The 27-page Position Paper repeatedly and consistently underscored the lack of jurisdiction of the UN Arbitral Court on the Philippine suit.

The UN Arbitral Court is not for territorial disputes and conflicts concerning a country’s sovereignty which are under the jurisdiction of the International Court of Justice (ICJ).

In the ICJ, however, both countries should agree to bring their conflict for arbitration.

The UN International Tribunal on the Law of Sea deals with interpretation of the UN Convention on the Law of the Sea signed by 165 countries including the Philippines and China.

China summarized the Philippine position thus:

First, China’s assertion of the “historic rights” to the waters, sea-bed and subsoil within the “nine-dash line” (i.e., China’s dotted line in the South China Sea) beyond the limits of its entitlements under the Convention is inconsistent with the Convention.

Second, China’s claim to entitlements of 200 nautical miles and more, based on certain rocks, low-tide elevations and submerged features in the South China Sea, is inconsistent with the Convention.

Third, China’s assertion and exercise of rights in the South China Sea have unlawfully interfered with the sovereign rights, jurisdiction and rights and freedom of navigation that the Philippines enjoys and exercises under the Convention.

China said the essence of the Philippine suit is the territorial sovereignty over several maritime features in the South China Sea, which does not concern the interpretation or application of the Convention.

“It is the view of China that the Arbitral Tribunal manifestly has no jurisdiction over this arbitration, unilaterally initiated by the Philippines, with regard to disputes between China and the Philippines in the South China Sea.”


O, CHRISTMAS TREE... By Dahli Aspillera | December 22, 2014 LITTLE Christmas tree


 Dahli Aspillera

No one to buy you

Give yourself to me...

No, forget it. I cannot afford a Professional Tree Decorator. Without one, well, you may end up with what the snoots refer to as kitchen sink tree, an anything-goes tree, Ano-ba-yan? tree, or worse. If you cannot afford a decorator, your Christmas tree has no personality, no class, no oomph. Someone without a professional decorator encircled her tree with a silver Christmas barbed-wiry string. “Auschwitz” they called her tree.

The Professional Tree Decorator studies the ambiance of the room, the decorum of the family, the contents/value of your home, the fee, then... decides on the motif based on all of the above.

When I was a child–which was not too long ago in the galactic scheme of things–we were happy to hang our favorite little toys, foil-wrapped candies and home-baked cookies, whatever pretty little things and colorful ribbons there were around. Papa always bought a Baguio tree–no plastic tree, too expensive then. Pines were still available and cheap (before being denuded). I still remember the strong Christmas scent of the newly cut pine, mixed with the smell of my mother’s freshly baked petit choux, chiffon and fruit cakes and Christmas cookies. Mama, you’re still the best baker in my book.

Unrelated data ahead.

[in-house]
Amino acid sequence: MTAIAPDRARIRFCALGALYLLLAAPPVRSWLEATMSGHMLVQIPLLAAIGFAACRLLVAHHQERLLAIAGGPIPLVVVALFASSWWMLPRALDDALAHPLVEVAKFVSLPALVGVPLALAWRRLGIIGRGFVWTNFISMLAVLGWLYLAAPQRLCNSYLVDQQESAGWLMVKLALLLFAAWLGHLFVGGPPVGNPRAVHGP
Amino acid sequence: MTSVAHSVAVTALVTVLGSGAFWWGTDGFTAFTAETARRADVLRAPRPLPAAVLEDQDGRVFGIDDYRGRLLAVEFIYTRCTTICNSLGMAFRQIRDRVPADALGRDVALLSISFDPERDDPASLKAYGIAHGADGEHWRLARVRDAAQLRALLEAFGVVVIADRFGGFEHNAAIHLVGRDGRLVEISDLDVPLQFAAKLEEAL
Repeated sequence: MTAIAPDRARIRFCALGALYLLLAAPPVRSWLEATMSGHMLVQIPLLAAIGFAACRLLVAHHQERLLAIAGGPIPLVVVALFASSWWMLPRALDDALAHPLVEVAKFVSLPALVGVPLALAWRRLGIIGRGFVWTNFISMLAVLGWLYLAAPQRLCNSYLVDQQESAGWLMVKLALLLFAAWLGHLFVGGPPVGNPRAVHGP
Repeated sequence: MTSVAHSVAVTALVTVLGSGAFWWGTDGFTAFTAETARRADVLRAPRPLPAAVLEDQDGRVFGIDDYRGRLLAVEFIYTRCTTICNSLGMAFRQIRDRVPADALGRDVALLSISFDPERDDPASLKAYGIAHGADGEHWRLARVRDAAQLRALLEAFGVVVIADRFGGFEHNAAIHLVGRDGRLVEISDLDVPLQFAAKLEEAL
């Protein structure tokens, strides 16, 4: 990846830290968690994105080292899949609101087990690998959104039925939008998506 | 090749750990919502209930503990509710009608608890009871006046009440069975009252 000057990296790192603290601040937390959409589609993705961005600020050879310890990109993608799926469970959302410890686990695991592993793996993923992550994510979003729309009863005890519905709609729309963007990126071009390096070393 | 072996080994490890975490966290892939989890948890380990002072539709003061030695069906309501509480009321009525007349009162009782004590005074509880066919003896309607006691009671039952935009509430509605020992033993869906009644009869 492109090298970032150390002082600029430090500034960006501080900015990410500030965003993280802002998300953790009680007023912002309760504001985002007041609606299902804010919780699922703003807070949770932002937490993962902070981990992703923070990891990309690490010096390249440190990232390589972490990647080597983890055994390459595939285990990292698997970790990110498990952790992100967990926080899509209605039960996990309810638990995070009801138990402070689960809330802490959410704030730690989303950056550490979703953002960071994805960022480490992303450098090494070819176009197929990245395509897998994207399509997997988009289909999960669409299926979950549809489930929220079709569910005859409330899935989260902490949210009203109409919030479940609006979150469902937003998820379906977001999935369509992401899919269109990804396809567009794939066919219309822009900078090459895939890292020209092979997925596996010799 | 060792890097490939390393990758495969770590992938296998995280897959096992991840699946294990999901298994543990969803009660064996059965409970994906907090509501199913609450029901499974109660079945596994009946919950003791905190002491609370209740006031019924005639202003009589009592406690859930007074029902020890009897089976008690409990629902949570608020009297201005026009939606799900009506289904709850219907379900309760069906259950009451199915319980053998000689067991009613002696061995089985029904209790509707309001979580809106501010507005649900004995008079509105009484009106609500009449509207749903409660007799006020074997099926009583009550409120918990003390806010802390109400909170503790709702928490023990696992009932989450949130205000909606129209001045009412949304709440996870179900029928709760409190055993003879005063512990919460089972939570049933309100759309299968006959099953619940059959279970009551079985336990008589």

The tendency for designer home Christmas trees is to out-do those loaded expensive trees in stores. One decorated hers with nothing but mini-Bloomingdale shocking red mini-boxes and wide gold textile ribbons. If you know Bloomer’s in New York, that is one for pure snobbery. Another had hundreds of mini-capes angels, stars and white bulbs. The effect was dreamy. Running out of ideas the subsequent years, the with-it started consulting decorators.

The professionally decorated Christmas trees in the villages have little resemblance to its origin in Germany when Martin Luther (1482-1546) first put a few candles in his yard evergreen tree. Pines had been used in ceremonies by Egyptians even before Christianity in their celebration of the winter solstice, the shortest day of the year.

When the ancient Romans observed the feast of Saturn, a part of the ceremony was the raising of an evergreen bough. The early Scandinavians did holiday homage to the fir tree. To the Druids of Europe, sprigs of evergreen in the house meant eternal life; to the Norsemen, evergreen symbolized the revival of the sun god Balder. Putting a bough outside the door started with the superstitious--hoping to keep out witches, ghosts, evil spirits and the like.

Until about 1700, the decorated tree custom was confined to the German Rhine River district. During the American revolution, the tradition of the tree crossed the Atlantic with the Hessian soldiers. At Fort Dearborn, Illinois in 1804, Christmas festivities mentions a decorated Christmas tree.

The evolution of the decorations: From 1700 on, lights were accepted; tufts of cotton and strings of popcorn on indoor Christmas tree branches represented snow. Apples and cranberries added color. Candies and chocolates were hung on trees to get them out of reach of prowling animals and children. Gifts of food were hung in the branches as offerings or sacrifices to the deities.

The best known Christmas tree is the one lighted annually by the President in Washington DC, which first began in 1924 when a 35-foot living Norway spruce was planted near the White House.

The Christmas tree with the greatest limb spread (110 feet) was a 300-year-old oak, approximately 90 feet tall and a trunk circumference of 15 feet at Wilmington, North Carolina requiring 7,000 colored lights and six tons of Spanish moss.

Now in a tree-less empty nest, lots of warm wishes to my readers for a Merry Christmas ! -


Chief News Editor: Sol Jose Vanzi

© Copyright, 2014 by PHILIPPINE HEADLINE NEWS ONLINE
All rights reserved


PHILIPPINE HEADLINE NEWS ONLINE [PHNO] WEBSITE